Economy of Mizoram:
The per capita income of Mizoram grew 20.4% year over year to Rs 76120 in 2013-14. Mizoram continues to remain an industrially backward state. The contribution of manufacturing hardly accounts for 2 percent of GSDP. In terms of composition of the state economy, service sector accounts for the largest share with a contribution of 66.1 percent in GSDP in 2012-13, followed by industry and agriculture contributing 16.4% and 17.4 % respectively. Activities like tailoring, furniture making, automobile repairing, bakery, handicrafts and handloom weaving account for more than 80% of the total number of enterprise/industrial units in the state. Service sector has remained the main engine of growth for Mizoram, courtesy impressive growth witnessed by real estate & business services, followed by industry with an average contribution of over 30 percent. The contribution of agriculture and allied sector to real GSDP growth, which stood at over 17 percent in 2004-05 and 2005-06, fell to an average of around 7 percent in the last three years.
To accelerate growth of industries, the New Industrial Policy of Mizoram was announced in the year 2000. The new policy envisions exploring the potential lying in competitive sectors like agriculture, horticulture, food processing, bamboo and timber based industries, handloom and handicrafts, tourism, sericulture and power. To promote industrial investment in North East, Central Government has implemented North East Industrial and Investment Promotion Policy (NEIIPP), 2007 under Department of Industrial Policy and Promotion (DIPP), effective from FY 2007-08.
Mizoram is among the top ranking states in the country in terms of literacy rate. Mizoram has a literacy rate of 91.6 per cent according to the final data of Census 2011; the male literacy rate is 93.4 per cent and the female literacy rate is 89.3 per cent. Gross enrolment ratio at the primary and middle-school level has been high, indicating low number of students dropping out. Besides universities and colleges, there are other institutes for higher education such as College of Veterinary Sciences and Animal Husbandry under Central Agriculture University, Regional Institute of Para-Medical and Nursing Sciences (RIPANS) and National Institute of Electronics and Information Technology (NIELIT).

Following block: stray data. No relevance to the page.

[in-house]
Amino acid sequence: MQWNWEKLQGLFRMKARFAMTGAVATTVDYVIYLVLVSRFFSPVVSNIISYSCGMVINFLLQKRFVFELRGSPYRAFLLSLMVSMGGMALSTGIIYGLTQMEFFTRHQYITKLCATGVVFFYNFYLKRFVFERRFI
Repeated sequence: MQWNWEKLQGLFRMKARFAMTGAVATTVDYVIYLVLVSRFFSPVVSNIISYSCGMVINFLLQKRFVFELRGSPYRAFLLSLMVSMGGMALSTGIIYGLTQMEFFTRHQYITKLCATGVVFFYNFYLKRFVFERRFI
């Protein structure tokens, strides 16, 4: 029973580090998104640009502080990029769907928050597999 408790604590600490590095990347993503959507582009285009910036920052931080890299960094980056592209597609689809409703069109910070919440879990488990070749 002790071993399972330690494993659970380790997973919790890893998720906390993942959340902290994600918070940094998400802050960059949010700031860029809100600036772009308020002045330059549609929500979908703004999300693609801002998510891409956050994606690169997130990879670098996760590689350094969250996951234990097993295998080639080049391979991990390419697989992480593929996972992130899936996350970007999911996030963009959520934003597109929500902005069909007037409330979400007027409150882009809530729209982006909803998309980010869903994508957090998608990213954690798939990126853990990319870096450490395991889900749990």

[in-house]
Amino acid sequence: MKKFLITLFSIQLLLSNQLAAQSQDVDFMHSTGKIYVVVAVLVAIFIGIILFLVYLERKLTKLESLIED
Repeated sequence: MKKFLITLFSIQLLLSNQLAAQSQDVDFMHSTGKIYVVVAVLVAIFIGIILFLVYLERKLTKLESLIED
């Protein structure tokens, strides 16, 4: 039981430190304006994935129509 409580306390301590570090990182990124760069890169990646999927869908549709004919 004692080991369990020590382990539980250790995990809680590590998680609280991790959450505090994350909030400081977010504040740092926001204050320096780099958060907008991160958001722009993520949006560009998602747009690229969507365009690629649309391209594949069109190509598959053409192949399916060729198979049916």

The state has 11 government hospitals, 12 community health centres, 57 primary health centres and 370 primary health sub-centres. The State Referral Hospital, for which the Ministry of Development of North Eastern Region (MDoNER) had approved US$ 9.2 million, was inaugurated on 10 December 2012. To encourage medical education in the state, government started Mizoram College of Nursing, Aizawl and Nursing School Lunglei. The government has proposed to set up a medical college at the Falkwan referral hospital in Mizoram. The state government has initiated Vanaspati Van project to enhance availability of herbal medicines to the rural population. The North Eastern Council (NEC) under the Ministry of Development for North Eastern Region is undertaking the following projects in Aizwal district in the state: development and implementation of Hospital Management Information System at Civil Hospital at a cost of US$ 0.8 million, blood bank at Bethesda Hospital & Research Centre at a cost of US$ 0.5 million, strengthening the cardiology department at Civil Hospital at a cost of US$ 0.8 million.
Mizoram has potential for developing 4,500 MW of hydropower, of which only 34.3 MW has been installed as of June 2014. Mizoram is hit by increasing power demand and concomitant increase in power shortage. Regarding power consumption, only 7% of the total energy demand of the State is met from within the state and the remaining 93% is imported mainly from Central Sector (NEEPCO, NHPC) and TSECL. The power peak load requirement in Mizoram for 2007-08 is 60 MW while the total installed capacity is only 37.17 MW. One of the major reasons for power shortage is that hydel projects can operate to its optimum capacity during monsoon season only.
- Agriculture & Food Processing
- Bamboo based industry
- Mines and Minerals
- Handloom and Handicraft:
- IT & ITes
- Renewable Energy
Tourism-the sunrise sector:
The encouraging feature of Mizoram tourism is that there is steady year-on-year growth of tourism industry in Mizoram. The revenue generated from Tourist lodge, highway restaurants and picnic spots during 2007-08 was Rs 86.41 lakhs. Aizwal, Tamdil, Vantawng Falls, Champhai, Lunglei, Phawngpui, Dampa Sanctuary, Palak Lane, Rejek hill are some of the major tourist destinations in Meghalaya.
Tripura, located in southwest of North Eastern Region, merged with Indian Union after independence and became a Union Territory in 1963 while it achieved the status of a State only in 1972. Tripura is a tiny state with land area of 10,492 Sq Km of which 60% is forested and hilly. Agartala is the capital as well as the largest city of Tripura. Almost 83% of State’s population resides over rural areas. Tripura is a state that offers right blend of geographic and social advantage to nurture many labour-intensive industries like rubber, bamboo, tea, handicrafts, etc. The remarkable political stability is another stimulant to draw investments towards the state’s direction. Not only local investors, but the foreign firms are also slowly queuing up to invest here. Nonetheless, the present level of industrial activity is miniscule of Tripura’s true potential. The core advantage of the state lies in its natural resources, cheap and abundant labour, educated youth, favourable climate for agriculture and its extremely crucial location for international trade.
Economy of Tripura: